Action on the sideline as intriguing as the game itself

Having been involved in team management for so long, I find myself drawn towards the action on the sideline as well as the football game itself. I am intrigued by the body language and the general dynamics of the managers who patrol the sidelines.

Last Sunday in Hyde Park I threw my eyes in the general direction of the Armagh manager, Paddy O’Rourke, a number of times. Throughout the first half, he looked relaxed, confident and in control. And why wouldn’t he? His Armagh side were in cruise control and dominant as they comfortably swatted away the rather meek Roscommon challenge. His ace attacker, Jamie Clarke, was in terrific form and wreaking havoc in the Roscommon full back line as he scored 1 – 3 from play. Meanwhile, further along the sideline, Roscommon boss, Des Newton, was all action and he looked agitated and frustrated as it appeared he would have some serious explaining to do after a dreadful season in charge with nothing of substance to show by way of progress. In fact the rumour floating about the place before the match was that the Roscommon players were going to seek a meeting with the officers of the board expressing their disquiet with the team’s preparation for championship football.

I spoke to Liam McHale at half time and we both hoped that Roscommon would not be damaged beyond repair with a humiliating defeat. At that stage it very much looked on the cards. But football is not an exact science and what we witnessed in the second half was quite bizarre. The transformation in Roscommon’s play was nothing short of remarkable. In fairness it was easy enough for them to play well as Armagh simply imploded in the second half. Remember they held Roscommon to five points in that first half, with not a single one of those coming from play. Now Paddy O’Rourke’s body language was anything but relaxed. As early as the 10th minute of the second half he could see his team was faltering as Roscommon were in complete control and were, crucially, playing the game on their terms. When that swing happens in a game, it takes an exceptional team to turn it back in your favour. Unfortunately for Armagh, they did not have the quality of player capable of doing that and Roscommon drove on to record the first real remarkable shock of the championship. At the end of the game, Des Newton was the recipient of high fives and back slapping as the Rossie supporters rushed onto the field to acclaim their footballing heroes. It was so far removed from the atmosphere of 45 minutes earlier and an eternity away from the ugliness of their defeat to Galway at the very same venue a few weeks ago. Football is a funny old game and it reminded me of a statement from an old Mayo supporter many years ago…”Remember John, a slap on the back is only a few inches away from a kick in the arse!”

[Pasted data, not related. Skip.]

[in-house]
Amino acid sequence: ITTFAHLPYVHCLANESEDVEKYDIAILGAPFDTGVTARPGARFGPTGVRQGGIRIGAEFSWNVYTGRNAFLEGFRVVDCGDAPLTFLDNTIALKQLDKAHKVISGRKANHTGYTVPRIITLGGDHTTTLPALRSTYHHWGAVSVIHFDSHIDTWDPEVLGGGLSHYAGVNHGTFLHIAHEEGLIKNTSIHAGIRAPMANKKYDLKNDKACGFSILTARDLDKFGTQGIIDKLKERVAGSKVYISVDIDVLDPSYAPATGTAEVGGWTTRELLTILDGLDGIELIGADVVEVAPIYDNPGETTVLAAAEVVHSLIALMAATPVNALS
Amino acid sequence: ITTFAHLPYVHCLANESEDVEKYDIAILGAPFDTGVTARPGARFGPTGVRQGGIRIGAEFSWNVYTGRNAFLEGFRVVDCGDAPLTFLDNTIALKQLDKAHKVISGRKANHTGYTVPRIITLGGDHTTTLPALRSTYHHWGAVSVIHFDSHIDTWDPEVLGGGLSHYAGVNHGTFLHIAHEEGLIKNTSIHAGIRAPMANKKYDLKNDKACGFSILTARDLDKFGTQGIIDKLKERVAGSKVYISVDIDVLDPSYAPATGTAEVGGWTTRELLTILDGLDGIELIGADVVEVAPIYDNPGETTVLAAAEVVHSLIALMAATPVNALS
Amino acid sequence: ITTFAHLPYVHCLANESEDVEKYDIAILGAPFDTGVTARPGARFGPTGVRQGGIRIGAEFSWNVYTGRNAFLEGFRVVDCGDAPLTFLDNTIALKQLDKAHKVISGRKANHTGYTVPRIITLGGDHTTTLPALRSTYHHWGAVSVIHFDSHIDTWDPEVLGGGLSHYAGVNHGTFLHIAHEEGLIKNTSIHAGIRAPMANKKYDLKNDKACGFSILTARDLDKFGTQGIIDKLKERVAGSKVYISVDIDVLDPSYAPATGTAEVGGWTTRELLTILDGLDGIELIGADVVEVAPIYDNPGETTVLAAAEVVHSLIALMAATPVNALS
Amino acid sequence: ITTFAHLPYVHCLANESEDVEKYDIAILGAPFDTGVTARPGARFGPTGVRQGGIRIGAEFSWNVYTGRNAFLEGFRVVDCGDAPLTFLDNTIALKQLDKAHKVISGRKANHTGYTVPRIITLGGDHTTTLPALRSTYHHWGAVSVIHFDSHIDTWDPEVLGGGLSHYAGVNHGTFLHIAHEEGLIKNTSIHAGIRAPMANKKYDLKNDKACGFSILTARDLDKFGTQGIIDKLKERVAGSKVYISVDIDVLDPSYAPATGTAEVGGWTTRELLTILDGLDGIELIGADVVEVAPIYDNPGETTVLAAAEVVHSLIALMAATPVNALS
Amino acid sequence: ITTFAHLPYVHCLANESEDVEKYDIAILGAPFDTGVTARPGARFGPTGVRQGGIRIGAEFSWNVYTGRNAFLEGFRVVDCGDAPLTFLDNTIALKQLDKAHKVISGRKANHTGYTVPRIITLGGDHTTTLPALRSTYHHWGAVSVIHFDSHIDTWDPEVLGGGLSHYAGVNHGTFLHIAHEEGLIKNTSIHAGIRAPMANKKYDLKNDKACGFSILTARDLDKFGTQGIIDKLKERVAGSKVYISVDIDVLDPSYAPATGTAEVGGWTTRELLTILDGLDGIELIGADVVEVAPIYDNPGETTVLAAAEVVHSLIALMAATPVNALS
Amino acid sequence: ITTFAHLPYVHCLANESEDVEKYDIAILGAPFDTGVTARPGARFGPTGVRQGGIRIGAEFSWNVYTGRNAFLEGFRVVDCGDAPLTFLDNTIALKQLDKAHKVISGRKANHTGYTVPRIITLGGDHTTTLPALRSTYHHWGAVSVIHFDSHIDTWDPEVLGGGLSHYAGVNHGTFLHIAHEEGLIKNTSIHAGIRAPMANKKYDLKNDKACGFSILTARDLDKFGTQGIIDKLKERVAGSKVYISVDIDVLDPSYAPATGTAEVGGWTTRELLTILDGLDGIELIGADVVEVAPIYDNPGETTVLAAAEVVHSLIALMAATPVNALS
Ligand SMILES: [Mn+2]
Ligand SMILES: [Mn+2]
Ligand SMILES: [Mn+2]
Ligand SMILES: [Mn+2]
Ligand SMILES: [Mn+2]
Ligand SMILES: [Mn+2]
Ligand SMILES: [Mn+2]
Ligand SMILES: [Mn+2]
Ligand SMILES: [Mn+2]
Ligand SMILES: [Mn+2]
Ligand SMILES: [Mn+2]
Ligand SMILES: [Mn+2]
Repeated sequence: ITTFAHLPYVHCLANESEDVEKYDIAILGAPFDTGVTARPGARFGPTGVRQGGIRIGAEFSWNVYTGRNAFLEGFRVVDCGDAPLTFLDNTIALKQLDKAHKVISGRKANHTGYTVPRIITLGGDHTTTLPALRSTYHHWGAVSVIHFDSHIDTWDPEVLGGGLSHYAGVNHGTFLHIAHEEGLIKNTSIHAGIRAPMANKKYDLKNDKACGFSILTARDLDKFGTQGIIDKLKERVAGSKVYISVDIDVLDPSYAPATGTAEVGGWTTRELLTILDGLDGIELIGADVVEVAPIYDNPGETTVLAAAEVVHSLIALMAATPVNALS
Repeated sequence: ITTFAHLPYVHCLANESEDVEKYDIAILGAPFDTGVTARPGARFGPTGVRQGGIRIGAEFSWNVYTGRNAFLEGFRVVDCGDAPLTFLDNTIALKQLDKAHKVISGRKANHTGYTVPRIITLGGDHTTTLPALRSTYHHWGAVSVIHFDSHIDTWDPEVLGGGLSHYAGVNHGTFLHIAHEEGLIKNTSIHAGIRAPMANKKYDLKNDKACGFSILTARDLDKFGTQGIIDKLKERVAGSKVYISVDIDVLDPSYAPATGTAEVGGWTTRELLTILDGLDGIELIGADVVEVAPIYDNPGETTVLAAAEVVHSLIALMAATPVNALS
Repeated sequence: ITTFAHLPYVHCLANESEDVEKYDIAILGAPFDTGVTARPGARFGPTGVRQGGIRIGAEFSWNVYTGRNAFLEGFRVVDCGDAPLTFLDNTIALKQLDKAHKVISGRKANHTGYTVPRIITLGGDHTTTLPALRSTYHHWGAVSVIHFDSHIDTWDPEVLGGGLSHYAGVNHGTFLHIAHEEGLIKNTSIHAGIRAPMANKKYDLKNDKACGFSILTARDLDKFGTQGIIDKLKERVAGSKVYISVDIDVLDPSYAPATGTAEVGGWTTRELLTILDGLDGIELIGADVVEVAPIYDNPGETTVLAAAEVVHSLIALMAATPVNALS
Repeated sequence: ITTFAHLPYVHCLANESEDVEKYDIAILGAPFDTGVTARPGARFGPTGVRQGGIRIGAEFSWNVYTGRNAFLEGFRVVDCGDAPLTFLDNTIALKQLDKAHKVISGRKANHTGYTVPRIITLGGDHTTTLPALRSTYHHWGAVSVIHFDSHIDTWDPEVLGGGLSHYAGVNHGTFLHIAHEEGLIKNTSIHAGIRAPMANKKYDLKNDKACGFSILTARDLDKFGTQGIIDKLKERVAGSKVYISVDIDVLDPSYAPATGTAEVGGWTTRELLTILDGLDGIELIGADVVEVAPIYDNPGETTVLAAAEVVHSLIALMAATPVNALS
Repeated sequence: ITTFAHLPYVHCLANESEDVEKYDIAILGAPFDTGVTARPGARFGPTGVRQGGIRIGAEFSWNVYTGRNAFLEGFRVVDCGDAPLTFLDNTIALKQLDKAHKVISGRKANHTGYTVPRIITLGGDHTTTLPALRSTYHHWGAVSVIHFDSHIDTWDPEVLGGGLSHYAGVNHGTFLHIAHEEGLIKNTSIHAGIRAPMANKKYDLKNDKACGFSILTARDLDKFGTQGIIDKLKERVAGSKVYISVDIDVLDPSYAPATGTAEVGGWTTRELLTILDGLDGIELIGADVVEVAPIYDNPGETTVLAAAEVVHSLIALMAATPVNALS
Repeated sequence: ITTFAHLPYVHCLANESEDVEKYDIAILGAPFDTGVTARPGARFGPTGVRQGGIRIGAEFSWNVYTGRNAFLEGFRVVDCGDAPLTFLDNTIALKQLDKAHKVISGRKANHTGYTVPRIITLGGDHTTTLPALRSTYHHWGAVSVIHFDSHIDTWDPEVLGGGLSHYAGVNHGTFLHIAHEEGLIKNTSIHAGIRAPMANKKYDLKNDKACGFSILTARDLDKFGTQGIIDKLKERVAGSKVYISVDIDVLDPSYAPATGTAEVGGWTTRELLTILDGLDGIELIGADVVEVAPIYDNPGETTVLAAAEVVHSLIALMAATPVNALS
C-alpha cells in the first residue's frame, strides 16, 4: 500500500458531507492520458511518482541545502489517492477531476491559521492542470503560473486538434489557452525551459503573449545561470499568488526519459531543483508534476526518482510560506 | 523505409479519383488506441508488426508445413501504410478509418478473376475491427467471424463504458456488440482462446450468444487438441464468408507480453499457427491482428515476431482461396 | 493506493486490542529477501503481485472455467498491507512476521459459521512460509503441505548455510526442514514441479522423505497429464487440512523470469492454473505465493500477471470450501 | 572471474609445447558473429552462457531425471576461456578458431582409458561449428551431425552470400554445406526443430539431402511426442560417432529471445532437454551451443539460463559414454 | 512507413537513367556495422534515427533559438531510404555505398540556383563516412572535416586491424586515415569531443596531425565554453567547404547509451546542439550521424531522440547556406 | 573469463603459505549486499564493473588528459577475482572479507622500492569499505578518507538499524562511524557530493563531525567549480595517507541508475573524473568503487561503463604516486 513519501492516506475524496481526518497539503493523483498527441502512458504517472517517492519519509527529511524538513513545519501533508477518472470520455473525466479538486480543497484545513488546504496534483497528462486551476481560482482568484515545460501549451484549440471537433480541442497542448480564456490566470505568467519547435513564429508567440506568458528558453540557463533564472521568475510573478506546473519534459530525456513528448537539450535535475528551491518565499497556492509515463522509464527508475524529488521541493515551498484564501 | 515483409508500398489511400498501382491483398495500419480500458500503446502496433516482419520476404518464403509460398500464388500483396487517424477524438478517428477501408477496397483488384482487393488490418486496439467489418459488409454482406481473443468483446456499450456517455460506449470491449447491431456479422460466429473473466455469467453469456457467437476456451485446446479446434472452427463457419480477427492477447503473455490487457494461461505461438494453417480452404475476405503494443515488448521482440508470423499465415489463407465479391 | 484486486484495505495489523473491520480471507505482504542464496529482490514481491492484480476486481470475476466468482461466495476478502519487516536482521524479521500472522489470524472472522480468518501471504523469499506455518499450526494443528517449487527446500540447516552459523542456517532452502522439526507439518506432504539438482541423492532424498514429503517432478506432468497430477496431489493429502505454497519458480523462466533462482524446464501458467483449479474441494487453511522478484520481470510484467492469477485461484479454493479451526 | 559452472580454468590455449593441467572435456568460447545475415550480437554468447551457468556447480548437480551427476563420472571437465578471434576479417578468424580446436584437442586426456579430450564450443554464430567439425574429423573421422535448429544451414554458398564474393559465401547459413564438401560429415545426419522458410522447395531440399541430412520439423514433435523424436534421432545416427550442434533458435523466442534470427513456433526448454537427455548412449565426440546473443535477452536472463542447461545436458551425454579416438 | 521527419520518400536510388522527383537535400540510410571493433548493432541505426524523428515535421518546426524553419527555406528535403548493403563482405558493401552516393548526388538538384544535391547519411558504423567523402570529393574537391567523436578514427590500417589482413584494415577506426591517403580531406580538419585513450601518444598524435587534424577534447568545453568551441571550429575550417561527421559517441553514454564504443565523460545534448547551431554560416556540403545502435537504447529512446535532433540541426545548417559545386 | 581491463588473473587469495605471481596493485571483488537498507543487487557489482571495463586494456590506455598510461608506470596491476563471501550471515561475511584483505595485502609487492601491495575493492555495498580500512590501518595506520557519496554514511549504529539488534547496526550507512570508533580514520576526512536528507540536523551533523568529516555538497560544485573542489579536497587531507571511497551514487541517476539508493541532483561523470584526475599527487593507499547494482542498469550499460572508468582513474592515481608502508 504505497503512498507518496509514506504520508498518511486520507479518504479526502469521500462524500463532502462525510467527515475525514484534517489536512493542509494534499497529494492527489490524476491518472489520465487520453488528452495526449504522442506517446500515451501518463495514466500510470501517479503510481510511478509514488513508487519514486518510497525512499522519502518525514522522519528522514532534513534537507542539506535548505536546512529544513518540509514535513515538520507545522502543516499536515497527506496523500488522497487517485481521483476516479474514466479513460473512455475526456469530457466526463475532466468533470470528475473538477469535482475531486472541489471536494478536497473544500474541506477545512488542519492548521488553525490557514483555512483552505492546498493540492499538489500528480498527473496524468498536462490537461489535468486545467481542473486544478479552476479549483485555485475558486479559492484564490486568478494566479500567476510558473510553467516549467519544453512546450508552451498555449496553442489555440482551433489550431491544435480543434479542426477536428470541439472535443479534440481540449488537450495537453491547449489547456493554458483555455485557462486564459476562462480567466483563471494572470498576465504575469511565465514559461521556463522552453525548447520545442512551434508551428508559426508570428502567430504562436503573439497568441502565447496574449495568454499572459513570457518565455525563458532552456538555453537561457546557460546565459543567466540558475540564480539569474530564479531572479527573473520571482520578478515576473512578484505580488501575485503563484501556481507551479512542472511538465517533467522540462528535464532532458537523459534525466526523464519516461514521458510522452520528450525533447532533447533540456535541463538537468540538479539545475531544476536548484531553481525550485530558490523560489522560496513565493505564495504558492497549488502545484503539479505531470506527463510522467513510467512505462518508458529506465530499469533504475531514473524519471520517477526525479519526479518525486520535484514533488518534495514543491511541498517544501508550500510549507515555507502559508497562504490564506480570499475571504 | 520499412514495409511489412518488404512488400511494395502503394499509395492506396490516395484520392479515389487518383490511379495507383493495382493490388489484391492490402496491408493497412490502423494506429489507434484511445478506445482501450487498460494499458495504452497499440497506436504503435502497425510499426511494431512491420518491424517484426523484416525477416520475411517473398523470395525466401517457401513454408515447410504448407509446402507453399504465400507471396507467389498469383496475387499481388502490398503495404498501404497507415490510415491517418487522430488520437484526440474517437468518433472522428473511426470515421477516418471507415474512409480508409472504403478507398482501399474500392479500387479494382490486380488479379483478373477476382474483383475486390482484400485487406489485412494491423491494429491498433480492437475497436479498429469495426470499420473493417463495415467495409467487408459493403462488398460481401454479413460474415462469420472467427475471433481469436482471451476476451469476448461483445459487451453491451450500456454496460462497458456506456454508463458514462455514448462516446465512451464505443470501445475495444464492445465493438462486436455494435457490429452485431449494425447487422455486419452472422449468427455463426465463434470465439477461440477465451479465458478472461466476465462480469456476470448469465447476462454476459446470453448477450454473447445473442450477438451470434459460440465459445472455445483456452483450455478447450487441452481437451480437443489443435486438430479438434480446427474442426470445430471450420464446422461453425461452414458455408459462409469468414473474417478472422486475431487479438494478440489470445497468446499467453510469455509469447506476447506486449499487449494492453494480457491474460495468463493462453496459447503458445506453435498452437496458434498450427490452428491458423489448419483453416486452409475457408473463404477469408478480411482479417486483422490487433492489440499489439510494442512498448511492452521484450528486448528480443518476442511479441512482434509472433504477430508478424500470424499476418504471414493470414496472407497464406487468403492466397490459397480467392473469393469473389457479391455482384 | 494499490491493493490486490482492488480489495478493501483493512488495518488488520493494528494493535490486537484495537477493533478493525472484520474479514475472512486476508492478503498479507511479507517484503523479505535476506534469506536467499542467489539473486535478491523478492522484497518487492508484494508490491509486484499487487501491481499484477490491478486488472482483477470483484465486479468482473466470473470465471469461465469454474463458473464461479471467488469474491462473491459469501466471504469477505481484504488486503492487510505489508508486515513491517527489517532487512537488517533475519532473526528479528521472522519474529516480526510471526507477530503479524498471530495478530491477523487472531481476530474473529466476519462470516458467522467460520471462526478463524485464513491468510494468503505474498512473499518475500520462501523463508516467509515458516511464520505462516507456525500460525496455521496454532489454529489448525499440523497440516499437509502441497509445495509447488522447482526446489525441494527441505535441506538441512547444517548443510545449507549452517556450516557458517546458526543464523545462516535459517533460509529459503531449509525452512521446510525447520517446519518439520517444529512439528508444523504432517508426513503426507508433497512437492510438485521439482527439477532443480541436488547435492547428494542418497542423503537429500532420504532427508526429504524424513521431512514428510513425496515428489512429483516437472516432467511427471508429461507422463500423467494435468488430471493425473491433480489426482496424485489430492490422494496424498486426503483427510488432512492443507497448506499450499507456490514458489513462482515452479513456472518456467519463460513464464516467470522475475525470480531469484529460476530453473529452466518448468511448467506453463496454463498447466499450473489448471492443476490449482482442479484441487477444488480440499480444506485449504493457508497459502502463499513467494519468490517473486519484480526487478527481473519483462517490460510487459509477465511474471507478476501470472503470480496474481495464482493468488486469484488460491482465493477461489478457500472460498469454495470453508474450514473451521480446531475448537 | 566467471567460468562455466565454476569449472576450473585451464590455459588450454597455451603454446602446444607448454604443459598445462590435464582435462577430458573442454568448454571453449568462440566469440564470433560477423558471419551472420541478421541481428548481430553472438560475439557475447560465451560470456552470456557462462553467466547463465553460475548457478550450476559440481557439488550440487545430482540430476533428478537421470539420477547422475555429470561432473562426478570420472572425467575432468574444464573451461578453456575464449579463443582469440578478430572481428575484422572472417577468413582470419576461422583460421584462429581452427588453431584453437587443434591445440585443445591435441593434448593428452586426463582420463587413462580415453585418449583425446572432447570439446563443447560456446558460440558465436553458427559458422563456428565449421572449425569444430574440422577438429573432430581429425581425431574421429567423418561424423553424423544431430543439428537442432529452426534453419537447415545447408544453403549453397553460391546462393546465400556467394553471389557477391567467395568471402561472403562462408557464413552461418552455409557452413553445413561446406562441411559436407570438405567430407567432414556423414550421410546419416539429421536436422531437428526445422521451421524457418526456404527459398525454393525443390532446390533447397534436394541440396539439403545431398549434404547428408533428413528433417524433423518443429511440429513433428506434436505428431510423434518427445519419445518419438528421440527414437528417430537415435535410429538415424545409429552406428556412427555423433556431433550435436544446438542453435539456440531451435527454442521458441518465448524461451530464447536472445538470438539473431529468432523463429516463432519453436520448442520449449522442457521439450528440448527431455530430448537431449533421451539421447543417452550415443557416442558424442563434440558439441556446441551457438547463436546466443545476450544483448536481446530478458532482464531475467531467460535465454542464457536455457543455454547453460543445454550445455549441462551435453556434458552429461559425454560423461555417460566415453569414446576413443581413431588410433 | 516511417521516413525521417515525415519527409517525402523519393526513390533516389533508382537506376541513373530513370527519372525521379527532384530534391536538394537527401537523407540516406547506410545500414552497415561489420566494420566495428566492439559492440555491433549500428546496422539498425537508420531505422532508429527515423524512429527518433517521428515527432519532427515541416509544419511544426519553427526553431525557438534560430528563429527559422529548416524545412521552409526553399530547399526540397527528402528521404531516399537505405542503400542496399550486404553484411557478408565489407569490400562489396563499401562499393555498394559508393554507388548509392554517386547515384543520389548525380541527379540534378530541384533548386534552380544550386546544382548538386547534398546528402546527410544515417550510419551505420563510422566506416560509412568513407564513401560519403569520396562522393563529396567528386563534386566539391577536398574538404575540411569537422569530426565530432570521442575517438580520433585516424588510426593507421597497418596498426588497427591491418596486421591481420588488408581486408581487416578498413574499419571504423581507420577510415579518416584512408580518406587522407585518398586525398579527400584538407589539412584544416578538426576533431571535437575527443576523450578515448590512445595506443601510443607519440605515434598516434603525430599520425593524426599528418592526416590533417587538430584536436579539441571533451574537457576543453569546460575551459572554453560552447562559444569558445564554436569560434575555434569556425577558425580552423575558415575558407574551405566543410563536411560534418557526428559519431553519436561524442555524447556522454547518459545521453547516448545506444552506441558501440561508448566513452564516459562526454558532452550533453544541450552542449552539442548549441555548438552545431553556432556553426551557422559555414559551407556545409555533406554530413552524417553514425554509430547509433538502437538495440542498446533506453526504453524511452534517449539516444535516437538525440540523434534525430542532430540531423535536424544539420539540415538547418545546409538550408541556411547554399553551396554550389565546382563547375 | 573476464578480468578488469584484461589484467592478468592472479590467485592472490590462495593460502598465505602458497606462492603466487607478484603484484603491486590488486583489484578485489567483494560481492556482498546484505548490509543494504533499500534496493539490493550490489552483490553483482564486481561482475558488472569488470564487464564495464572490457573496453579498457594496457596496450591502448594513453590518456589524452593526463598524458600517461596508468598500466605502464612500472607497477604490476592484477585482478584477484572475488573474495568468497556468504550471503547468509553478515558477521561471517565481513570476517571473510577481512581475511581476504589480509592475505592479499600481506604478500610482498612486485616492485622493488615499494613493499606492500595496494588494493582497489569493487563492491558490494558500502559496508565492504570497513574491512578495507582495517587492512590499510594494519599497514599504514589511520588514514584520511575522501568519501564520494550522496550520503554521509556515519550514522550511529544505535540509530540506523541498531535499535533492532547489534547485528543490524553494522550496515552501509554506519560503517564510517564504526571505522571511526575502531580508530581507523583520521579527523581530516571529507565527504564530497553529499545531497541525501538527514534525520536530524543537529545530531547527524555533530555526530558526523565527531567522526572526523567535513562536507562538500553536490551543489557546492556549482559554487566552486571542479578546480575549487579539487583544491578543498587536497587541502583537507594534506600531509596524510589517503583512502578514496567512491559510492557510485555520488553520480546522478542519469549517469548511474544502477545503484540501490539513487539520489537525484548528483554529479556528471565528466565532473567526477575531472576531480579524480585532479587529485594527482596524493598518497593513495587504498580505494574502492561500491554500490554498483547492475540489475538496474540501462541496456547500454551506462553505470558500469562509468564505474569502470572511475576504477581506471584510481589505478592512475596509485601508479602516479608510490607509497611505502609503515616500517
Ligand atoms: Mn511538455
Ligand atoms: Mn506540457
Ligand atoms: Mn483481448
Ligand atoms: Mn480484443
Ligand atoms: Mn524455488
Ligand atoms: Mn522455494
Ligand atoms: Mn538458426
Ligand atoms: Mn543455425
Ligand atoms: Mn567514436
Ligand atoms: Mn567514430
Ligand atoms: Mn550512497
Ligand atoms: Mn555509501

Donegal are playing with real confidence